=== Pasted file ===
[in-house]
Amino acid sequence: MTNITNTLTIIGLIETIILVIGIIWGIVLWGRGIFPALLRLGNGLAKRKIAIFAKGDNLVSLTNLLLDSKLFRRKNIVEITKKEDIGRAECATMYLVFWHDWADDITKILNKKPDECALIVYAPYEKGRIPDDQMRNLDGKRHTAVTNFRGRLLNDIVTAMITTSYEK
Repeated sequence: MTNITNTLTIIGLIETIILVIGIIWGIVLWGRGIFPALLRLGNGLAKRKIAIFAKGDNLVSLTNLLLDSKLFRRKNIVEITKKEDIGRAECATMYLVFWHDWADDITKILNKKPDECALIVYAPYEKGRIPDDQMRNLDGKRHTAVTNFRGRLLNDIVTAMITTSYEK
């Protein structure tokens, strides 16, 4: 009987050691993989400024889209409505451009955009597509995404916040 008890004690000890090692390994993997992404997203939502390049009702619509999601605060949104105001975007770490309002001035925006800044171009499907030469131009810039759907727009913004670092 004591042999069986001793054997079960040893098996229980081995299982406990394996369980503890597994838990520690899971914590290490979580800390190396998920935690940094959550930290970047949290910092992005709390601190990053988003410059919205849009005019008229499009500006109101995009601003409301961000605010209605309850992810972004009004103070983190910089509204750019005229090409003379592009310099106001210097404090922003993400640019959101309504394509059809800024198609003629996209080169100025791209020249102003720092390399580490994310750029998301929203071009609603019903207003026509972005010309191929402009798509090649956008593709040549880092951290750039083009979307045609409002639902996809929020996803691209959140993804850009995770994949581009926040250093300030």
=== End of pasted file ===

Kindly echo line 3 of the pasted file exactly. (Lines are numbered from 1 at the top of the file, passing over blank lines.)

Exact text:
Repeated sequence: MTNITNTLTIIGLIETIILVIGIIWGIVLWGRGIFPALLRLGNGLAKRKIAIFAKGDNLVSLTNLLLDSKLFRRKNIVEITKKEDIGRAECATMYLVFWHDWADDITKILNKKPDECALIVYAPYEKGRIPDDQMRNLDGKRHTAVTNFRGRLLNDIVTAMITTSYEK